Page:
FIG. 1 illustrates a conventional pacer housing 1 having a 15 molded, transparent connective part 2. The connective part 2 includes a female socket 3. The inner end of the socket 3 is provided with a longitudinal bore 7 having a relatively small diameter. The bore 7 is provided with a contact surface 4 adjacent to which threads 5 for a set or lock screw are located in a bore 6 oriented orthogonally relative to the female socket. The housing is hermetically sealed also in relation to the molded part 2 and the contact between the interior electronics and the contact surface 4 is achieved by means of a feed-through. The feed-through is formed by a ceramic plug, typically made of alumina, into which one or more leads have been soldered. This lead is bonded (e.g. ultrasonically welded) to the electronics and to the contact surface 4. The ceramic plug is soldered or brazed by means of gold into a sleeve made of titanium. This operation may be made at any time before the assembly of the pacer housing. The sleeve is welded into an opening in the housing in a sealing manner during the assembly of the pacer housing that normally consists of two halves. Before the connective part is molded onto the housing, these halves are welded together and sealed.

FIG. 2 illustrates a lead 15 comprising a proximal connecting plug 10 and a distal, transvenous, intracardial electrode 16 as well as an attachment arrangement 17 for suturing the proximal end of the lead in the body of the patient. The connecting plug 10 is designed to be received in the socket 3 and the end thereof is provided with a longitudinally projecting contact pin 11 as well as a cylindrical body 17 provided with sealing rings 12, 13, 14 intended to engage and seal against the corresponding inner cylindrical surface of the female socket 3. The shape of the pin 11 corresponds to the shape of the bore 7. When the plug 10 is inserted into the socket 3 the pin 11 engages the contact surface 4 and the set-screw in the bore 6 can be tightened against the pin 11 in order to securely lock the plug 10 in the socket 3. The complexities involved in holding the bores, contact surfaces and threads in position and keeping them open and free from the molding material during the molding process are evident.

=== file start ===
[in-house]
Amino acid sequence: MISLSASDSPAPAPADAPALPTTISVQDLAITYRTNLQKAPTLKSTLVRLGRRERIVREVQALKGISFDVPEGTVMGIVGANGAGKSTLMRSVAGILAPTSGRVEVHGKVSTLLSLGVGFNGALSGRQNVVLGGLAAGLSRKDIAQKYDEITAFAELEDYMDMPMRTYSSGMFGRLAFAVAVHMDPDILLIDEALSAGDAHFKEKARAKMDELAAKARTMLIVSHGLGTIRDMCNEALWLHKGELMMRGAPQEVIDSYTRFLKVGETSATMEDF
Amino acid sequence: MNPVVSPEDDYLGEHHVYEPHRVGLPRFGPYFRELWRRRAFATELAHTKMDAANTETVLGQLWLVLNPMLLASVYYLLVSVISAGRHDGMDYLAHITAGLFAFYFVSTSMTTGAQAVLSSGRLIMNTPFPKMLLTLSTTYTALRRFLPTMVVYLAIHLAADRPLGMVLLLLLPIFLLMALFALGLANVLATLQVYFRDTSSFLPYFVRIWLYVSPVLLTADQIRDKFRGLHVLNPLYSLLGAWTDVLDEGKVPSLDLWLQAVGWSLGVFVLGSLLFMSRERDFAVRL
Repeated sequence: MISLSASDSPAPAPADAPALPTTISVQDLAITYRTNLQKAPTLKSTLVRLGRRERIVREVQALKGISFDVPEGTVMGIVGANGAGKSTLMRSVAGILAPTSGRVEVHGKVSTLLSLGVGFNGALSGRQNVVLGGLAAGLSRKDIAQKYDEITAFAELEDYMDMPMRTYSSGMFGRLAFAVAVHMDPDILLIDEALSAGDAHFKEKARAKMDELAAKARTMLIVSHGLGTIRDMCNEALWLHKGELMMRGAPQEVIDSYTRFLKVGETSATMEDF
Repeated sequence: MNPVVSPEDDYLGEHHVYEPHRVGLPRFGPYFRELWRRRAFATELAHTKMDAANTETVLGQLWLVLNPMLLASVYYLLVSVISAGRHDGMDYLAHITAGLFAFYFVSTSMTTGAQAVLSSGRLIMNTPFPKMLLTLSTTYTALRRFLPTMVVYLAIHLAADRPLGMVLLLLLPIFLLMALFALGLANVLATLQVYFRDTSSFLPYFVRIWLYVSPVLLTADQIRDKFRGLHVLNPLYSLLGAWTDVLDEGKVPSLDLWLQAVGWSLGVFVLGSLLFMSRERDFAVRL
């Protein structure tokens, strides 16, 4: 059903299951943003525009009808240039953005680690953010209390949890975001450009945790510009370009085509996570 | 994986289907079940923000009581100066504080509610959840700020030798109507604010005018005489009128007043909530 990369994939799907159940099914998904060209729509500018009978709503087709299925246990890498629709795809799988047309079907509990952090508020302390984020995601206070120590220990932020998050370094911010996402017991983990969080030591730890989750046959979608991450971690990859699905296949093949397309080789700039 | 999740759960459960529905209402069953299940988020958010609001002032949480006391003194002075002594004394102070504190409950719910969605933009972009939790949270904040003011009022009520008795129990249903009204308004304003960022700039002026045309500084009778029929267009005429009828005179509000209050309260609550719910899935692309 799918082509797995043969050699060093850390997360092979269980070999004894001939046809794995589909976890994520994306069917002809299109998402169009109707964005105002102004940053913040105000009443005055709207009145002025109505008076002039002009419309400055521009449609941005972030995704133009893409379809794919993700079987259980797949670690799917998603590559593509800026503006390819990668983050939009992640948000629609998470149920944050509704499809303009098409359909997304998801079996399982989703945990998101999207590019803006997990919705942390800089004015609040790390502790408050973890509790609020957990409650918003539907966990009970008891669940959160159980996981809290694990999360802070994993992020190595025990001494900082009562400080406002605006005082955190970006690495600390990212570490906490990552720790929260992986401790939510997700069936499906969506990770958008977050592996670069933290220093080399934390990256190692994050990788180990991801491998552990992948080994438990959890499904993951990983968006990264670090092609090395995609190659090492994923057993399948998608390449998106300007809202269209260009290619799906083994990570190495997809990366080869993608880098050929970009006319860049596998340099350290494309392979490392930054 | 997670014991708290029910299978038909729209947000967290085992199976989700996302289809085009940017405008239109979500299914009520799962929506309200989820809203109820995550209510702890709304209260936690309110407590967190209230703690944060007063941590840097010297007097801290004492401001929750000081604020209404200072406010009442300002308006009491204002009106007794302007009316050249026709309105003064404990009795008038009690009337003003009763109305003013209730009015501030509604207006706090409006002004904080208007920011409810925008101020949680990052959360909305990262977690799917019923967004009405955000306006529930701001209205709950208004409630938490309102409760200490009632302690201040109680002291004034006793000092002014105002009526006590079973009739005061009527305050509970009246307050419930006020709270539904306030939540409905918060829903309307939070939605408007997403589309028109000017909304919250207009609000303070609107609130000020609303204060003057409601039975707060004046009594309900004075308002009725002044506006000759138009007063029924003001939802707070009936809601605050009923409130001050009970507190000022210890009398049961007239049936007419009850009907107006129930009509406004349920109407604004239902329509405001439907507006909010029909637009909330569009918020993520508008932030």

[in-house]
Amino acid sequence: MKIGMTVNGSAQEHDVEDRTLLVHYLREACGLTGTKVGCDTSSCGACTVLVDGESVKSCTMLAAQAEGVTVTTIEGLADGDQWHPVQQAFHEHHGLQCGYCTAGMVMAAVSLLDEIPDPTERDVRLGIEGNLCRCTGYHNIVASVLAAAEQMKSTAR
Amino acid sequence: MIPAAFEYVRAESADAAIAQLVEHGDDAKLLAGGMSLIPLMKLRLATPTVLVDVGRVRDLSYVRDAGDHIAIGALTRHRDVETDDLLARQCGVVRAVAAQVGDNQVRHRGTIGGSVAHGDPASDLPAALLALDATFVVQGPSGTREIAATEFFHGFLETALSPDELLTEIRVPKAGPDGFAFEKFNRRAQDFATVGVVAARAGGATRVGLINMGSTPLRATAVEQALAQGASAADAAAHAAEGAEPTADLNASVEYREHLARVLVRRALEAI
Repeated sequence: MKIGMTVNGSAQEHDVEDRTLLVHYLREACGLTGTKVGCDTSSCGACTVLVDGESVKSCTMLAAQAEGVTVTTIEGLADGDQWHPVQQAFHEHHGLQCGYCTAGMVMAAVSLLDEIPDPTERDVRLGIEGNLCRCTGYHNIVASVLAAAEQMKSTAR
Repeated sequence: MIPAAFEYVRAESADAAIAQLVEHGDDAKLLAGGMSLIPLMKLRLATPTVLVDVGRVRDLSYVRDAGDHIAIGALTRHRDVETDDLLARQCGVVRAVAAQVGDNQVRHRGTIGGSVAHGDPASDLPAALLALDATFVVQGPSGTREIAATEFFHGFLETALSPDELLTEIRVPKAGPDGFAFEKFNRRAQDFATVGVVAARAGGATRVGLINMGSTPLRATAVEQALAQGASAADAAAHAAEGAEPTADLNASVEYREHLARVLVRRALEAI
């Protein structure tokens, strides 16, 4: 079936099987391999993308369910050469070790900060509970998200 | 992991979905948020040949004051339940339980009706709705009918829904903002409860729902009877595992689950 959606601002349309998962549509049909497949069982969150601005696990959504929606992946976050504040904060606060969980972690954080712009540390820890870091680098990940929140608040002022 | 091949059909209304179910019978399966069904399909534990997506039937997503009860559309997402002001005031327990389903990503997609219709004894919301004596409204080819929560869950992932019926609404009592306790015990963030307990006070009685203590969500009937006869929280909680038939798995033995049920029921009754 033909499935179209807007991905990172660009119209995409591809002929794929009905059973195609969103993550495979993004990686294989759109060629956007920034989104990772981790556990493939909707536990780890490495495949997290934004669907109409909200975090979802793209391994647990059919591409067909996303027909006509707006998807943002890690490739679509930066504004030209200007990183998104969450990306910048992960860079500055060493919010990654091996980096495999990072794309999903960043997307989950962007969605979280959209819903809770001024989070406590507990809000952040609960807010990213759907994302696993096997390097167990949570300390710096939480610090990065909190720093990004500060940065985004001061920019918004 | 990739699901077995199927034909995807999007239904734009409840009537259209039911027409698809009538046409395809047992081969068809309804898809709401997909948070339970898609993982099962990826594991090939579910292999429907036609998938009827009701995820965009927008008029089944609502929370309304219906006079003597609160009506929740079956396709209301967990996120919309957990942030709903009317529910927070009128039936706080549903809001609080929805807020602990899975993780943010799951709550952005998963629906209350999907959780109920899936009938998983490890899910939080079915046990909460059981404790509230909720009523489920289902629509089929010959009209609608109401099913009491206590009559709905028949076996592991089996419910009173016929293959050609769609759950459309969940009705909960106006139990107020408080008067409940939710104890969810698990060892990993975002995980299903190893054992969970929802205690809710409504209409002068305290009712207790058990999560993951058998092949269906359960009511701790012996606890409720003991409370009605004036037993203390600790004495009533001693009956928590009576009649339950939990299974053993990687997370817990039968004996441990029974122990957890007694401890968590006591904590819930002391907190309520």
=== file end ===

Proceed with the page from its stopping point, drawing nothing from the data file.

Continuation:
For simplicity, the above known device has 20 been illustrated as unipolar. A bipolar embodiment naturally will be more complex to manufacture. The preferred embodiments of the invention described below will relate to bipolar embodiments.

FIGS. 3-5 show a preferred embodiment of the invention comprising a tubular member 20. For clarity, the reference signs not repeated throughout all drawings.

The tubular member 20 is a tube 21 with two open ends 22, 23. Each end is to be welded into a respective opening in the pacer housing. The tube 21 is made of the same metal as the pacer housing, in this case titanium. The mid-section of the tube 21 is provided with two relatively small lateral openings 24, 25. The openings 24, 25 are sealed by means of a ceramic plug 26 fitting snugly in the tube 21 and soldered with gold against the inside of the tube 21. Two contact rings 27, 28 plug overlapping the lateral openings. The ceramic plug also originally could consist of several separate parts with the contact rings held between and soldered to these parts, thus uniting the parts of the plug to a unitary unit. The soldered junctions then would form an efficient seal.

It should be noted that the size of the openings 24, 25 which are necessary to allow the bonding of the leads to the parts of the contact rings accessible through the openings 24, 25 and 31, 32 is small, in relation to the entire circumference and to the length of the tube 21. The openings thus do not affect the structural integrity of the tube 21. The contact rings 27, 28, moreover, overlap the openings and are bonded thereto by means of the intermediate layer of ceramics, in this way strengthening the area in which said openings are located.